Biba has 17 kinds of shampoo to choose from, ranging from ‘Almond’ and ‘Strawberry’ to ‘Henna Gloss’ shampoo, which doesn’t actually colour the hair but, with constant use, produces marvellous red lights. There are also three biological shampoos: one for greasy hair, one for dry and one for dandruff sufferers. (A shampoo and set costs £3, no matter which shampoo you need to use.)

Other Biba specialities are the after-washing, pre-setting goodies. Regis’ favourite is the Champagne Rinse, which gives a remarkable gloss and softness. The Henna Conditioner is good and there are Frictions, too, which are spirit-based hair perfumes, to make your hair smell beautiful, as well as look good. (Frictions are something mothers and grandmothers know all about. but which had disappeared from our lives—until now.) These cost 50p. each, and you can choose from ‘Orchid’, `Fougere., ‘Eau de Cologne’, ‘Passionate’ and ‘Gardenia’.


Blow-drying is virtually non-existent at Biba.

“We want girls to look truly groomed and feminine again.” said Regis. He believes in the old-style training and he and his staff use rollers (but not heated ones), Marcel Wave tongs, wave clips. small tongs and irons, and do lots of exacting pin-curling.


The Beauty Room is run by a very efficient lady and practically anything is done. There are treatments to help acne problems; waxing to remove unwanted hair; massage including a deep-back massage. with an infra-red lamp; spot reducing with Slendertone and eye treatments, which include eyebrow shaping, eyelash dyeing and the application of Permanent lashes. (This costs £4. and replacements later on cost 10p. a lash.)

The manicures and pedicures are superb. If it is just a plain one you want, then, of course, they will oblige. But if you want something for a special occasion then they can do fantastic combinations of colours, patterns and designs on nails and toes, too, if required. (Ordinary manicures cost £1: the special kind. £2.50.)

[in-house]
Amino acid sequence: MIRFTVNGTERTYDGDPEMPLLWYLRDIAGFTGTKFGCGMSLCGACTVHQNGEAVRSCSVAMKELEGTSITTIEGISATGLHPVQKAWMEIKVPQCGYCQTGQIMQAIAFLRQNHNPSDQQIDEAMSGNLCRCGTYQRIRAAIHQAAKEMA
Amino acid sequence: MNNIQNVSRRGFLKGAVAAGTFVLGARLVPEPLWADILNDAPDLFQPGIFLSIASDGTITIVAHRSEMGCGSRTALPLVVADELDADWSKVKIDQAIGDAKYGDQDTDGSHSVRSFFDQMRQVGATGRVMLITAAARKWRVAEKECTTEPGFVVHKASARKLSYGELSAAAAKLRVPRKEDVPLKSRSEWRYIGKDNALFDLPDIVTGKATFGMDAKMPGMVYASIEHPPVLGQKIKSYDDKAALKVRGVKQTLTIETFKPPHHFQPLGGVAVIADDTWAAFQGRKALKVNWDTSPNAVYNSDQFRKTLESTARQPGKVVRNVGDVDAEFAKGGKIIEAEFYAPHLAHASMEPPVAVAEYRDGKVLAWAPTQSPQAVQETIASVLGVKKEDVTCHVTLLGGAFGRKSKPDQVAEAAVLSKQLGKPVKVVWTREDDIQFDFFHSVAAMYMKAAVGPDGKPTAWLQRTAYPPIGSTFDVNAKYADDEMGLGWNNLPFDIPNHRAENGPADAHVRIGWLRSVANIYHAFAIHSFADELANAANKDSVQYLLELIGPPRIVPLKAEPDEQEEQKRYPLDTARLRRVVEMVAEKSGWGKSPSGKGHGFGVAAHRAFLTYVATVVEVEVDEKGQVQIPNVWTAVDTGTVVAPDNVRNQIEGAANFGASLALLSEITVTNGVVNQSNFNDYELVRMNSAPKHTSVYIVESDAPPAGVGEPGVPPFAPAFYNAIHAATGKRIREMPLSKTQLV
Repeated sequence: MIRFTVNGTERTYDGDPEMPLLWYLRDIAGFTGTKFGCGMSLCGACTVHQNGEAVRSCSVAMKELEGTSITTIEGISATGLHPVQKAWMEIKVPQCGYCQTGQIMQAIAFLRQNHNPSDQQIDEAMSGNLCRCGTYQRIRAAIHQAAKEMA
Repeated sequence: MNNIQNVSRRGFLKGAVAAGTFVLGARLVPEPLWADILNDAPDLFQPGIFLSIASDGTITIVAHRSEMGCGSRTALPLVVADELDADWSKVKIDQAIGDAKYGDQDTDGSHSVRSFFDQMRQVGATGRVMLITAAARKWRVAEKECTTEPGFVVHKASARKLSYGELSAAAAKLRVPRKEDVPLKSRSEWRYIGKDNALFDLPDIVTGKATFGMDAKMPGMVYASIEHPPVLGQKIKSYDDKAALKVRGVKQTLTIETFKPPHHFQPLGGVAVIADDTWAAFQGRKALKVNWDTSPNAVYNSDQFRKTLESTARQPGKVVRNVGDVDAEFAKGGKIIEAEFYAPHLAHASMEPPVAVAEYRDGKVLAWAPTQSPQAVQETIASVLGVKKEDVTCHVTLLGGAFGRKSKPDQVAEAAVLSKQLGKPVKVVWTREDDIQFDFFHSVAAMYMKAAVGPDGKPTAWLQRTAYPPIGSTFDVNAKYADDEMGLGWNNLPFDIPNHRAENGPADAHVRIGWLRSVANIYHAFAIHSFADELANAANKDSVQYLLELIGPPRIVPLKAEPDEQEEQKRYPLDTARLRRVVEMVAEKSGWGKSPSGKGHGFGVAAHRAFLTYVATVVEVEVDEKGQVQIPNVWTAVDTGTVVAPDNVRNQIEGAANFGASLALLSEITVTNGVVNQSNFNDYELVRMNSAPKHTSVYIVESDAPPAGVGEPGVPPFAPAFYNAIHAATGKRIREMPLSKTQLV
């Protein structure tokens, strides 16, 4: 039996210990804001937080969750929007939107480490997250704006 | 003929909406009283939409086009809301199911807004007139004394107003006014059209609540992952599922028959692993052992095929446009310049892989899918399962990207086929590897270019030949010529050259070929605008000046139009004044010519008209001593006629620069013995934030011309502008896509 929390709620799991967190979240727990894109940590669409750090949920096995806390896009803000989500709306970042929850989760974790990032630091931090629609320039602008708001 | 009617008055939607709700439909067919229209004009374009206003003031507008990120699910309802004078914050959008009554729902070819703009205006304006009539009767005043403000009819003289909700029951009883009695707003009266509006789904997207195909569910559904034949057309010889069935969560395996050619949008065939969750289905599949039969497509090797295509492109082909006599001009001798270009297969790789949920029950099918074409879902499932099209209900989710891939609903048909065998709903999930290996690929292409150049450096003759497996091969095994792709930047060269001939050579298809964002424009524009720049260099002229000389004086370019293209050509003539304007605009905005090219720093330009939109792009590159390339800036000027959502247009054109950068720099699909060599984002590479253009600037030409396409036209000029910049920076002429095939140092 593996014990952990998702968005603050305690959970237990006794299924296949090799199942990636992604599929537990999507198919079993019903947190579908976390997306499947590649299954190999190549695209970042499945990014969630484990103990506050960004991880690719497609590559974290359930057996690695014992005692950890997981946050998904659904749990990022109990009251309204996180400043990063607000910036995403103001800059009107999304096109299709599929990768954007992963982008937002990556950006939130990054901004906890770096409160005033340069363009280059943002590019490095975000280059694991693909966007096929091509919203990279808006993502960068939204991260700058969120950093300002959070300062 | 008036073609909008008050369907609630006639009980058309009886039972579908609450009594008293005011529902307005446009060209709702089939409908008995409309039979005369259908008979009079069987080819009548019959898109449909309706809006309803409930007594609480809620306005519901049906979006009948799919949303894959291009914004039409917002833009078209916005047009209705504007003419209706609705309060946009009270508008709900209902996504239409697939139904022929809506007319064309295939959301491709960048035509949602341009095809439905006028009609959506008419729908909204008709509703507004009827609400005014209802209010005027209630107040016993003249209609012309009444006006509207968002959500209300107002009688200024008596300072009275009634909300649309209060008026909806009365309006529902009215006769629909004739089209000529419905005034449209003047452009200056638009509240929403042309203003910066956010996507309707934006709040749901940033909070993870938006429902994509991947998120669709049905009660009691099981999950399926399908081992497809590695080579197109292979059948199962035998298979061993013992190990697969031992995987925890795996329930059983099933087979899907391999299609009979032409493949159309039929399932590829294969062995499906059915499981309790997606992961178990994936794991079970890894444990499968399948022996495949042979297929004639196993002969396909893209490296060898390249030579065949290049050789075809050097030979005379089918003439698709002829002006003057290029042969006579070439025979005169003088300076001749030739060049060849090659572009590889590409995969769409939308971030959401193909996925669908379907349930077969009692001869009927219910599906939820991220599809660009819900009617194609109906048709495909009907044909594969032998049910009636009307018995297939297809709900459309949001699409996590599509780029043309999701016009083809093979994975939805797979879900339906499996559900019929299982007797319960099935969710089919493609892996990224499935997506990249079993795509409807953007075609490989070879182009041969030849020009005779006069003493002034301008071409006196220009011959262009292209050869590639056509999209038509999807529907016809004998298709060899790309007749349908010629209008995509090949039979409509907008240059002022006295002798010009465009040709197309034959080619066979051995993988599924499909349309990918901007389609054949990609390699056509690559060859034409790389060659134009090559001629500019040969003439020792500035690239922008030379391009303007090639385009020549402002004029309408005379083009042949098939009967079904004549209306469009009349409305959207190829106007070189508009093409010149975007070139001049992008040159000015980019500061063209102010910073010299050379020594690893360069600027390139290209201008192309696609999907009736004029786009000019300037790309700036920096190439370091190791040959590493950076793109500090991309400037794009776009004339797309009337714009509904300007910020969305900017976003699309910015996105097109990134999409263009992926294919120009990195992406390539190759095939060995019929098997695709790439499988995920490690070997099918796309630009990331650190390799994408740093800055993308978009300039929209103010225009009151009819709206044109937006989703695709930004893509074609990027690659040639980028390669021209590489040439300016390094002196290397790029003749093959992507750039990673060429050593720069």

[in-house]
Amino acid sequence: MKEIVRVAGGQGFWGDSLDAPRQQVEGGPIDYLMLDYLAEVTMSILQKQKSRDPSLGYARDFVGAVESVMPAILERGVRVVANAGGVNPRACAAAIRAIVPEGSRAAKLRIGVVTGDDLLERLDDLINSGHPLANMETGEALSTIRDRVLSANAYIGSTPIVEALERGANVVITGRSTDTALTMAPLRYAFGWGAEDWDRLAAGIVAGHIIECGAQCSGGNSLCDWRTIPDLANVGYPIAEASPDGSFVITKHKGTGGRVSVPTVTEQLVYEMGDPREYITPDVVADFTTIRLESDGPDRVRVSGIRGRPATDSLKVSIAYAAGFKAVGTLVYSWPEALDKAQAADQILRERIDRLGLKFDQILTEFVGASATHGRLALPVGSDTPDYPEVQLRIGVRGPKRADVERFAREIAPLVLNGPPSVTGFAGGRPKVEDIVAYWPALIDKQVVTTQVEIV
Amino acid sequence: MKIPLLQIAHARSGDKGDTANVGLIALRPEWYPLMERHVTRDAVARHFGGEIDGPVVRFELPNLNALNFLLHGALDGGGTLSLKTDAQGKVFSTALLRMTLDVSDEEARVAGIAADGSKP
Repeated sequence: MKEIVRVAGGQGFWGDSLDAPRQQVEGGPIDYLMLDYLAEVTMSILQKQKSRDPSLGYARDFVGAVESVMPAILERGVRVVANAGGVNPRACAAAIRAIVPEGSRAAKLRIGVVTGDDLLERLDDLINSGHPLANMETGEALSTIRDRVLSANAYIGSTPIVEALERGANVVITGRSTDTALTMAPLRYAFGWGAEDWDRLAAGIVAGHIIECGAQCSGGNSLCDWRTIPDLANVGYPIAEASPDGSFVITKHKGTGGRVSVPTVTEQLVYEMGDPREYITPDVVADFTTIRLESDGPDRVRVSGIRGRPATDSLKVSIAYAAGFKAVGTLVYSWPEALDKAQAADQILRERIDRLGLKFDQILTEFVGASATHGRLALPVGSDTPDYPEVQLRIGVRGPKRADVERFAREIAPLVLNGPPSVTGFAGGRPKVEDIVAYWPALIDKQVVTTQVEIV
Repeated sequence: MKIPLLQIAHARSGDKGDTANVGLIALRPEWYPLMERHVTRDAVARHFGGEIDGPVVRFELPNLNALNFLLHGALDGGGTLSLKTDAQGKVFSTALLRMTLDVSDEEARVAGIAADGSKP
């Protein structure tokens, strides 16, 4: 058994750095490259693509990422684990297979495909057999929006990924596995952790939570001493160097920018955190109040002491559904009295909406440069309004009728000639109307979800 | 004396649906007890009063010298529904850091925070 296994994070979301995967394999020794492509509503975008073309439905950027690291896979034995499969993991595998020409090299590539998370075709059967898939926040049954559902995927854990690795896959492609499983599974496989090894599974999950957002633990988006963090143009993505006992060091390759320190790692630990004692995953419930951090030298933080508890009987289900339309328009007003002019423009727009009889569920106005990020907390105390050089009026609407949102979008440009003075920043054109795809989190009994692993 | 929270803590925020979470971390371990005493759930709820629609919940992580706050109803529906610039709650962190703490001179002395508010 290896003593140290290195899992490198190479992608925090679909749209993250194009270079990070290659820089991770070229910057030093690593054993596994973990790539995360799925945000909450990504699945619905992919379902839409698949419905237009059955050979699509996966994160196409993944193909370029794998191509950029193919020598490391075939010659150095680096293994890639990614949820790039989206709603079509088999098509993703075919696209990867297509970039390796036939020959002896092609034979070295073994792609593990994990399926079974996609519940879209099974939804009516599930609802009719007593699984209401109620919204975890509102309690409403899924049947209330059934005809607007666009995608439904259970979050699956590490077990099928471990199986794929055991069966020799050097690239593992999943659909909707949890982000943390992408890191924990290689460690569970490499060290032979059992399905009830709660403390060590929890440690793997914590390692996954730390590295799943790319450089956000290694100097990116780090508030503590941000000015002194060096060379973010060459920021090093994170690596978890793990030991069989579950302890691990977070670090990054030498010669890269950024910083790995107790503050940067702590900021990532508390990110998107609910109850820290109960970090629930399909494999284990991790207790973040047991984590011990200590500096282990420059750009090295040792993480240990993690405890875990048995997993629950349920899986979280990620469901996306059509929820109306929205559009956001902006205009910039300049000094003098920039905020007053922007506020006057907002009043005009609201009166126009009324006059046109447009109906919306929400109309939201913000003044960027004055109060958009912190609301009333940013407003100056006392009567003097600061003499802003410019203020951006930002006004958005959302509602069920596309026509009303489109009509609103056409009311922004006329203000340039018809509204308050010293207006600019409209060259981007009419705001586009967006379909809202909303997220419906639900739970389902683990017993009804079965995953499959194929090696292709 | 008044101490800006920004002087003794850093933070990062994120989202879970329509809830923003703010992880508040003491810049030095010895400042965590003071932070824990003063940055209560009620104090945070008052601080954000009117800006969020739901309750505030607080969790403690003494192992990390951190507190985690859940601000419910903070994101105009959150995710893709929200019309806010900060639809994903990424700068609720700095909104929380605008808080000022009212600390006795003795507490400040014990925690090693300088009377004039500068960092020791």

As far as make-up is concerned. Regis will create a fantastic new look for you and will advise on form-ulas, colours and applica-tion. (Cost £5.)

The Parlour opens at 11am., on weekdays, and last appointments are at 6.30pm. On Saturdays. opening time is 9.30am. and last appointments are at 4pm.

It’s sobering to remember that about seven months after this article appeared, Biba was closed forever.

Photographer(s) uncredited.

Scanned from 19 Magazine, February 1975.

Smart Things

19 magazine, alice pollock, british boutique movement, Digby Howard, Harri Peccinotti, Inspirational Images, manolo blahnik, ossie clark, quorum, sheridan barnett, Vintage Editorials, zapata

A 19 SPECIAL PREVIEW OF AN EXCITING DESIGNER’S COLLECTION

Sheridan Barnett, pictured above, is the young designer who gave Coopers such a good look and who has now joined the Quorum label, with Ossie Clark and Alice Pollock. At twenty-six, he has established himself as the most exciting designer in London, with a fabulous first collection for Quorum that left them clapping in the aisles. Women’s Wear Daily, the fashion bible of America, devoted an entire double-page spread to his collection, previously unheard of for an English designer. He designs with his girlfriend, a ballet dancer, in mind, and ladies like Grace Coddington, model Eija and Liza Minnelli: “Girls who are individual and chic, interesting, attractive and with oomph . .” and likes them to look alluring, classy and sexy. At the moment, his clothes are expensive but we are hopeful that, later on, they will be available in the cheaper Radley range as Ossie Clark’s clothes are. Meanwhile look out for similar lines.

My slightly belated tribute to the great Sheridan Barnett, who died in November. He is one of those many British designers of the time whose work doesn’t really get the attention he deserves; as you can see here his tailoring was exquisite.

All clothes by Sheridan Barnett at Quorum.

Shoes by Zapata. Hats by Digby Howard.

Hair by Ricci Burns.

Photographed by Harri Peccinotti.

Scanned from 19 Magazine, September 1973.

Sylvie Winter in Sweetheart

1970s, Boutiques, british boutique movement, mr freedom, Sweetheart, Vogue

German actress Sylvie Winters (sic) seems to be the new mood of Munich. She buys her clothes from Sweetheart, Leopoldstrasse 54, in the Schwabing/Chelsea district. Sweetheart is run by its two designers; amongst wall-sized posters and giant-sized carrot tins they sell fantasy chiffons and pop satin zip suits.